In a statement defending itself, Uber pointed to Jacobs’ testimony the he wasn’t aware of the company stealing any of Waymo’s trade secrets. “None of the testimony (Tuesday) changes the merits of the case,” Uber said.
Alsup postponed the scheduled Dec. 4 start of the Waymo-Uber trial to give Waymo more time to gather evidence. He didn’t immediately set a new trial date.
Waymo is alleging that Uber has been building its own fleet of self-driving cars by using trade secrets taken by former Waymo engineer Anthony Levandowski. Uber paid $680 million last year for a self-driving vehicle startup founded by Levandowski after he left Waymo in January 2016.
The latest bombshell to drop on Uber came as the company tried to complete a $10 billion sale of its privately held stock.
Softbank, the Japanese firm leading the proposed investment, is proposing to buy the shares at a 30 percent discount from Uber’s previous valuation of roughly $68 billion, according to multiple media reports citing unnamed people familiar with the terms. The markdown stems, in part, from the turmoil that has stained Uber’s reputation and opened opportunities for rivals such as Lyft to lure away alienated passengers looking for alternative rides.
Microsoft said it will drop its lawsuit against the Department of Justice over gag orders placed on companies that prevent them from telling customers when their personal data has been accessed by investigators. Its decision comes after the DOJ issued a new binding policy that requires prosecutors to give more detailed reasons when applying for a gag order and makes it much harder to seek one… Read More
River City Ransom Underground was removed from Steam late last week, part of an unfolding legal drama surrounding a composer who has been directing DMCA copyright-infringement takedowns at games she says don’t have the rights to her music.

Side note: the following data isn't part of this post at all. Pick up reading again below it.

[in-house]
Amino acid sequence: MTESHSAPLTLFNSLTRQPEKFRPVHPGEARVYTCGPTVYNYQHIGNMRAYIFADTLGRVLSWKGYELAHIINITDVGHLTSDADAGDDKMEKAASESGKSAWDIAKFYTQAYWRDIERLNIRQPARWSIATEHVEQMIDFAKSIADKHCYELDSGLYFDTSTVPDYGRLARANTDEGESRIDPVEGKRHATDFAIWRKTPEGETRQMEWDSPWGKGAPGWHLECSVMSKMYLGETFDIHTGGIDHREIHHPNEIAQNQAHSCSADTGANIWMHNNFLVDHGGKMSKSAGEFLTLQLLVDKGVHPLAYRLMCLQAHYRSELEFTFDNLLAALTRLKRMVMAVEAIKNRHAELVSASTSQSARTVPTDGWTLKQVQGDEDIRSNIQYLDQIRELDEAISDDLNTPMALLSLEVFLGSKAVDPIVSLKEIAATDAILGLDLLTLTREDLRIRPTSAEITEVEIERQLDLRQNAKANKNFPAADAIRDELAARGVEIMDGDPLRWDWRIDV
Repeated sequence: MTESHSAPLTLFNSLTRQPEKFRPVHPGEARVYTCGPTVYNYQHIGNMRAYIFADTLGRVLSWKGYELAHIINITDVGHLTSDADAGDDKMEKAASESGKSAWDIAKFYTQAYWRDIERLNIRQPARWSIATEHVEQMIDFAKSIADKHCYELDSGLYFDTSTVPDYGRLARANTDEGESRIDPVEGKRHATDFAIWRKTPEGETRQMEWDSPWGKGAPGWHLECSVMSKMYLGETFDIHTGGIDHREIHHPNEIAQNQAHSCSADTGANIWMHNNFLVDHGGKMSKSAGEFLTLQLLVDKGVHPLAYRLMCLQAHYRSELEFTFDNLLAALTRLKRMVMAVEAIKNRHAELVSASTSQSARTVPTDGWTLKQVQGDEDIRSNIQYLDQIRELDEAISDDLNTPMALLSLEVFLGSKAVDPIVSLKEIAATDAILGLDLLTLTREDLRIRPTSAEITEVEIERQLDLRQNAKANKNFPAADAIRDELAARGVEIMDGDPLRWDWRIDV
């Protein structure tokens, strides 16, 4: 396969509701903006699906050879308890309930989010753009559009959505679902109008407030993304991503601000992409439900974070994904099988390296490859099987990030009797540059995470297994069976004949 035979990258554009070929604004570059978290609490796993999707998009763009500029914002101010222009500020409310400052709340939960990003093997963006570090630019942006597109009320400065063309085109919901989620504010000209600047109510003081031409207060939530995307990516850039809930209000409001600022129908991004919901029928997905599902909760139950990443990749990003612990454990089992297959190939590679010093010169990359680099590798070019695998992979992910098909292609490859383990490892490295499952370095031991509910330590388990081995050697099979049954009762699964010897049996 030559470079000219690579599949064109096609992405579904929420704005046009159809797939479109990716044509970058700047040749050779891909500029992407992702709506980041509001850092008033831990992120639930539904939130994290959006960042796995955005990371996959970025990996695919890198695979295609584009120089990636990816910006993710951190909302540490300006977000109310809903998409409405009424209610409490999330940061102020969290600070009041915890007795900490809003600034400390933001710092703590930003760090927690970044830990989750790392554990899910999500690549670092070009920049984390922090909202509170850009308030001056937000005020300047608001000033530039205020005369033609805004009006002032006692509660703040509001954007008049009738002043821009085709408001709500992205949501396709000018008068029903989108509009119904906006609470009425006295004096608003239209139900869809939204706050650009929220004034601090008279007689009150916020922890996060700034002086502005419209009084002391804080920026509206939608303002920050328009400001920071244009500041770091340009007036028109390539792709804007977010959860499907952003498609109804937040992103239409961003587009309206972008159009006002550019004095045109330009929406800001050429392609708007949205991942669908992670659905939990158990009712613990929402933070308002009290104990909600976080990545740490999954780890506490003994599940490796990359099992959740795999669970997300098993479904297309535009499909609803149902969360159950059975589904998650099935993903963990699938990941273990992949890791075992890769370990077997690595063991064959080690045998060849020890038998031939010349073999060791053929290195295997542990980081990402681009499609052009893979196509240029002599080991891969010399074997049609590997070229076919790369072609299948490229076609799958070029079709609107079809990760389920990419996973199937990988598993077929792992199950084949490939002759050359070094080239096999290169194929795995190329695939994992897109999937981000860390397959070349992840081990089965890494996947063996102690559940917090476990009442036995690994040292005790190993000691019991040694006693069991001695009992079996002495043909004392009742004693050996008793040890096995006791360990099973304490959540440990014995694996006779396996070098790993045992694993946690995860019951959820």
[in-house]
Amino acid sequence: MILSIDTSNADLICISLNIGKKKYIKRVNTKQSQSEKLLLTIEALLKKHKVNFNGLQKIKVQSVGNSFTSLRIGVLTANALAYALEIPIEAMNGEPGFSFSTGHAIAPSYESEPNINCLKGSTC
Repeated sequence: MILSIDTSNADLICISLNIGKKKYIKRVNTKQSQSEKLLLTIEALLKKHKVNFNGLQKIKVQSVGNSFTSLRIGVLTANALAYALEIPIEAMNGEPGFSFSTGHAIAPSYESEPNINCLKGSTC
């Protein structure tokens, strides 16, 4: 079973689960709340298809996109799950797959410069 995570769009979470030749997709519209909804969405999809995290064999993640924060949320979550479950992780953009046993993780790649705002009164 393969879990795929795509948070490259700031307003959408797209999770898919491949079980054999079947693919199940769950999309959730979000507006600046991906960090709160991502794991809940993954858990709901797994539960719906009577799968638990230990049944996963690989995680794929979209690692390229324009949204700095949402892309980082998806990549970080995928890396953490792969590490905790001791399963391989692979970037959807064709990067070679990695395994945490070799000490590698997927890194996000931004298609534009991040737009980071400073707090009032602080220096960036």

Conatus’ Andrew Russell, one of the developers of River City Ransom Underground, said in a short statement that “we are aware that RCRU is down on Steam. We have contacted Valve’s copyright department, and will let you know when access is restored.” But composer Alex Mauer confirmed to Destructoid that the removal was the result of a Digital Millenium Copyright Act request she made against the title.
“Conatus never got my written permission to use my music in the game,” Mauer told the site. “As far as I know, they have Disasterpeace’s [one of the game’s composers] signature and are trying to act like that alone is enough to have secured rights.”
When you write about the game industry for a while, you end up writing about fan game projects that have been shut down by the original publishers with depressing frequency. Everyone from Square Enix to Blizzard to Nintendo (especiallyNintendo) has sent cease-and-desist letters to passionate fans over games based on the companies’ popular properties. The companies often cite the need to protect their legal copyrights to characters and related works.
So it’s nice when we’re occasionally able to write about a fan game that actually gets some level of tacit approval from the developer of the original title. That’s what is happening with Installation 01, a Halo fan-game project being built in Unity in order to recapture the classic feel of Halo 2 and Halo 3 for Windows, Mac, and Linux players. Apparently, the team behind that game has worked out an arrangement to continue development without any legal trouble from the Halo-makers at 343 Industries or its corporate parent Microsoft.
The Installation 01 team wrote in a community update this week that they have been “maintaining a level of contact with 343 Industries over the past several months,” eventually culminating in a meet-and-greet to talk about details of the project and its legal status. After what the team calls an “incredibly informational and very positive” phone call, they say, “We have been ensured that Installation 01 is not under imminent legal threat, provided we remain non-commercial in nature and scope and continue to follow Microsoft’s Game Content Usage Rules to the letter.”